Emirates, the state-owned flag carrier of the United Arab Emirates, is planning to cut around 30 percent of its total workforce as part of its latest cost-cutting measures to cope with the travel demand slump amid the coronavirus pandemic.
The measure will affect about 3,000 jobs at the airline, which is a subsidiary of the Emirates Group; a company owned by the government of Dubai's Investment Corporation of Dubai. At the end of March, Emirates had about 105,000 employees globally.
Apart from significantly reducing its global workforce, Emirates is also reportedly accelerating its plans to retire its fleet of Airbus A380 aircraft. According to sources familiar with the matter, the global travel demand slump has forced the company to reduce its scale of operations, likely resulting in it operating a much smaller fleet in the coming years.
When asked about the claims of its planned job cuts, Emirates responded that the company has yet to make any public announcement regarding "redundancies" at the airline. A spokeswoman recently told reporters that the company is currently conducting a comprehensive business review that will focus on its costs and resources as well as its business projections given the current circumstances.
Emirates stated that any decision to reduce its workforce will be communicated to the public. All other claims are apparently not official unless the company says otherwise. In the meantime, the airline has confirmed that job cuts could be possible but the review still needs to be concluded before a decision can be made.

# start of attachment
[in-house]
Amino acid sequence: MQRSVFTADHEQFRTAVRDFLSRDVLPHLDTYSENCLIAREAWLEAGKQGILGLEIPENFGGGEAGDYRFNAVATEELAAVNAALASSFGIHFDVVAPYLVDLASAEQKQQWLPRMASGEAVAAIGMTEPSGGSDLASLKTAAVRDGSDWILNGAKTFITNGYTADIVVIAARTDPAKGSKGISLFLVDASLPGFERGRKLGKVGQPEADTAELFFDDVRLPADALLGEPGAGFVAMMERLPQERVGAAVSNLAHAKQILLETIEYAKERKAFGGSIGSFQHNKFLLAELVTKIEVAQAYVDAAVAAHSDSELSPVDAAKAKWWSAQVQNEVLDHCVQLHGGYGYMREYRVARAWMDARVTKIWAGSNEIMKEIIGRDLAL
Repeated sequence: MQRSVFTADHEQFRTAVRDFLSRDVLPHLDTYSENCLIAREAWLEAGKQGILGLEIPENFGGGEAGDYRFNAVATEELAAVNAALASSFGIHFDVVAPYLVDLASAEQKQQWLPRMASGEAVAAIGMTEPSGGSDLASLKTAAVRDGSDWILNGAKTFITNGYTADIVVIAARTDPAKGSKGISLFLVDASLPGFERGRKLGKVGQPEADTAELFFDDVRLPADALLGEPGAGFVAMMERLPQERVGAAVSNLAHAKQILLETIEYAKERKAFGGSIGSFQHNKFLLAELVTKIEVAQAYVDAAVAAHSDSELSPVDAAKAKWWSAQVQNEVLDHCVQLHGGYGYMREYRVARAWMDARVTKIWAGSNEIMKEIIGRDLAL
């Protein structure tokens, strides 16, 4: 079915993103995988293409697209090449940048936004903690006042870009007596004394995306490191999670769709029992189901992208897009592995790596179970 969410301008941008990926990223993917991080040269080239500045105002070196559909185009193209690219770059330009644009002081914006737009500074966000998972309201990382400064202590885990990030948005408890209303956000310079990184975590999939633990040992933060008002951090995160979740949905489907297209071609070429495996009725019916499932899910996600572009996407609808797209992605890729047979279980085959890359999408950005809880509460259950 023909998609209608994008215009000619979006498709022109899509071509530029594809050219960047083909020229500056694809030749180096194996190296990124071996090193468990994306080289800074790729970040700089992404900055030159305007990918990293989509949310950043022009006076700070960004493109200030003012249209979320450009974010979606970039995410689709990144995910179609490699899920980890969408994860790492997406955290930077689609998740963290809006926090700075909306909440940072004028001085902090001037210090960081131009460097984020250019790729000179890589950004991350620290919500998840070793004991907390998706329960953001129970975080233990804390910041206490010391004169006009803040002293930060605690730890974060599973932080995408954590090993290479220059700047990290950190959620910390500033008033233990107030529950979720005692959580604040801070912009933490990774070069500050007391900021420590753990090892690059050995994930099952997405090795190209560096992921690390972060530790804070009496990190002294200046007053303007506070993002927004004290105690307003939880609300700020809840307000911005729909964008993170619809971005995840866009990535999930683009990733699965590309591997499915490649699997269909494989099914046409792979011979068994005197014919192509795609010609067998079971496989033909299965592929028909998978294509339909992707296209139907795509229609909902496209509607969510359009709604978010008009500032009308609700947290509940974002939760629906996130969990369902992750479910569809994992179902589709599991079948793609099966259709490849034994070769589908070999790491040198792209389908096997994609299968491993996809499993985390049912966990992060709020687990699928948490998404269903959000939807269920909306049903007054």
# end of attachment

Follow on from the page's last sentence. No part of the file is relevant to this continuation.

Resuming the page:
Earlier in the month, the world's largest long-haul airline stated that it has taken the necessary steps to help it cope with the economic effects of the coronavirus pandemic. These measures include taking out additional loans to shore up its finances and ensure its continued liquidity. Emirates confirmed that it is tapping its credit lines and raising its debts for its first quarter to lessen the impact of the pandemic on its liquidity.
The company warned that it may be forced to take tougher measures if it faces unforeseen difficulties in the coming months. Emirates had estimated that a rebound in global travel demand may still be at least 18 months away. In line with its forecasts and to support the country's pandemic control measures, the airline had suspended its regular passenger flights since March.
For its fiscal year ending on March 31, the company reported a rise in profits of more than 21 percent. Emirates claims that the pandemic had affected the tail-end of its fiscal year, heavily hitting its fourth-quarter performance.